matter upon whose ground it is built.
Several prominent Elks were asked as
to the Postofflce project, but were unwill
ing to give any particulars. Mr. Talcott
was also uncommunicative on the subject-Mr.
Talcott was a very busy man yes
terday, for. besides Inspecting the various
sites for the temporary postofflce, he Is
also preparing plans for the enlarged
Postofflce. The general plans for the al
terations were brought from Washington,
and Mr. Talcott and Postmaster Croas
man arc now arranging the' details. The
most prominent feature of the designs Is
the substitution of pillars for the numer
ous thick walls, the object being to sus
tain additional weight and at tbel same
time provide unobstructed passageways.
The extension, according to the plans
of Mr. Talcott. will be made on the west
side of the building, and will reach nearly
to Sixth street- The enlarged building
will, therefore, have two wings, each sep
arated by a court, and three' stories high,
with an elevator in each. The depart
ments of the Postofflce will occupy the
first floor. Ample space is to be provided
for the stamproom, the registry depart
ment and the money-order room, now one
of the most crowded sections of the build
ing. A wide vestibule In front of the
money-order windows will better provide
for the crowd which packs that depart
ment during the busy season. Two stamp
widows side by side will accommodate
the demand, .which has forced the instal
lation of nn Improvised stamp window In
the present building. Tho Postmaster will
have much more room than formerly, a
large private office as well as a public
room being reserved for his use. The As
sistant Postmaster will also have an offlee
of his own opposite the private room of
his superior.
One of the Improvements that will be
greatly appreciated will be the modern
heating plant which will take the placo
of the old fireplaces so long the sole
means of warming the building.
The rooms of the Federal Court will oc
cupy the second floor. Theso are high,
spacious 'rooms, according to the plans,
the walls reaching from the second-floor
level to tho glassjcovered roof. Four
smaller rooms will be used by tho Judges,
two of them being private offices.
On the third floor will be the offices of
the United States Mnrshal and the Dis
trict Attorney, besides two Jury-rooms,
one for witnesses and another for pris
oners. . The railway mall sen-ice will also
find quarters on the top noor.
Mr. Talcott will remain In Portland until
all the details are arranged, and will then
go to Salem to Inspect the new Postofflce
Cauncllmen Inspected Miles of Good
Pavement on Pnnet Sound.
"The" visit of the Councllmen to the
Puget Sound cities was very instructive,"
said Councllmin A. K- Benttcy yesterday.
"The members of the Council spent two
full days in examining the pavements in
Seattle and Tacoma. and what they did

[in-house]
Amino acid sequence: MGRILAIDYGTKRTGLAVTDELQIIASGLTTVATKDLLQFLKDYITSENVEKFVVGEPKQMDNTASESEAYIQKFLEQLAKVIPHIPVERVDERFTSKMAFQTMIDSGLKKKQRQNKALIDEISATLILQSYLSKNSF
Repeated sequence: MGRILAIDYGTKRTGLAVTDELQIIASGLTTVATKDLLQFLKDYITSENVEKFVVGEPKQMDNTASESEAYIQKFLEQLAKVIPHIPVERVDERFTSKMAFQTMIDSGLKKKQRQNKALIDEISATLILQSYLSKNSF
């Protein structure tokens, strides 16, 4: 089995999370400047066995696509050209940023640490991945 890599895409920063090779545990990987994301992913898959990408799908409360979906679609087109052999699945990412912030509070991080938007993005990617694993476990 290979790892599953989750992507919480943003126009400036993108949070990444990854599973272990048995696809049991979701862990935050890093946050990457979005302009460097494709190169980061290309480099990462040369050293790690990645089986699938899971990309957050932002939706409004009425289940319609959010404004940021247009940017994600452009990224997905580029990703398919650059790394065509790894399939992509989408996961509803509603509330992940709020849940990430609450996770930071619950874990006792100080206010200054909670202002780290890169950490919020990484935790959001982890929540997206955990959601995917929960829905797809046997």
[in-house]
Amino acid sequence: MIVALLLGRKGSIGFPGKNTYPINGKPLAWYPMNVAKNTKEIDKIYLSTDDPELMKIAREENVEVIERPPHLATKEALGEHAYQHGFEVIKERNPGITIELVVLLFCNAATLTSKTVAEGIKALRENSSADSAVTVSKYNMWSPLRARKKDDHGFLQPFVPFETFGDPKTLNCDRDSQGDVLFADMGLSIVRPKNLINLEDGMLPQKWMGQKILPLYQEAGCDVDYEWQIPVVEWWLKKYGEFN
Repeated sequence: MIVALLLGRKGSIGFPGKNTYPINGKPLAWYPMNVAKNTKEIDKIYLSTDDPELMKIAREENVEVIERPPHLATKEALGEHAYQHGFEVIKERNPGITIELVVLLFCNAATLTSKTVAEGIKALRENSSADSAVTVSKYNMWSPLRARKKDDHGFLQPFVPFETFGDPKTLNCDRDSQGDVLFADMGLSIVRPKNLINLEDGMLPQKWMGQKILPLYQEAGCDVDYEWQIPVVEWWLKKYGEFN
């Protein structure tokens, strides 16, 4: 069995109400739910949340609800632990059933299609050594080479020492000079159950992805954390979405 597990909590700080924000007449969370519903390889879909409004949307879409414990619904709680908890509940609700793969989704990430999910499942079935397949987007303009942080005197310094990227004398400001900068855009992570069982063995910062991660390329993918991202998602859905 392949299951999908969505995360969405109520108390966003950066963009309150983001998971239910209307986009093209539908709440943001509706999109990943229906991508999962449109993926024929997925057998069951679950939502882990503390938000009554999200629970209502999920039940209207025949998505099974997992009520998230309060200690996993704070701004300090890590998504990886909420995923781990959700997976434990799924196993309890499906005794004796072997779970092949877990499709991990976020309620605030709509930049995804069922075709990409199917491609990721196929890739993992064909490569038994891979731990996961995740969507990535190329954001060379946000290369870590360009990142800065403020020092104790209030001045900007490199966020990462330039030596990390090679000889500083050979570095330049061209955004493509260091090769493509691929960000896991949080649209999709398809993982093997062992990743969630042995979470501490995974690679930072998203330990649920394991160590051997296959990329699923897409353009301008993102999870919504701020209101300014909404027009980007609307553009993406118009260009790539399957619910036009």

not learn is really not worth learning.
"We found that Seittle had tho ad
vantage of Portland in the laying of the
vitrified brick pavement. The brick has
been laid on some of Seattle's principal
streets for 10 years, and It appears to be
of the first quillty.
"In Tacoma we Inspected tho bitumin
ous macadam pavement, which Is now
being laid in that city. This pavement
gives general satisfaction, and I believe
that It will be the solution of the pivlng
question in Portland. It may be built
at a cost between the price of macadam
and asphalt, and In wet climates It has
proved very,-dunble."
A Councilman vwho declined to permit
the use of his name said the cost of
bitumen-macadam would be 11 per yard
less than asphalt, and from E0 to 75 per
cent per yard more than the cost of
During the trip there were some funny
Incidents.. Howard' Whiting, superintend
ent of Fisher, Thorsen & Co.. was mis
taken for- City Auditor Devlin all the
way from Kalama to Tacoma, and he
acknowledged the salutes offered blm at
every station, bending his 210 pounds of
solid muscle until the flesh nearly
"Strange," he slid. Rafter the fourth or
fifth turn, "that people should mistake
kme for Mr. Devlin. I am a wee bit
heavier, and I do not wear a beard."
Just then the train dropped Into Seattle
and George Baker stepped to the front.
"Hello, Mr. Devlin." he said, and he
warmly clasped Whiting's hand.
"Say. George, chop off. Pm not Devlin,
but I have been deviling 'everybody along
the route."
"Thunderl I thought you were Devlin
with his beird shaved off and a couple of
tons of flesh added. Say, Howard, where
did you come from?"
"Portland." la a tone, that Implied that
all that was good came from the metropo
lis of the Pacific Northwest.
Whiting and Baker hid a little private
conference on the Venezuelan question,
and then they and all the Councllmen
went out to Queen Anne Hill, one of
Seattle's most beautiful suburbs, and
Inspected the residences which have been
bhllt during, the past 10 years. From
that point the Councllmen saw Seittle.
Mount Rainier and Puget Sound, and
they would have, heard the argument of
a real estate dealer If the' facetious Whit
ing had not Interrupted their train of
thought with an Inquiry as to whether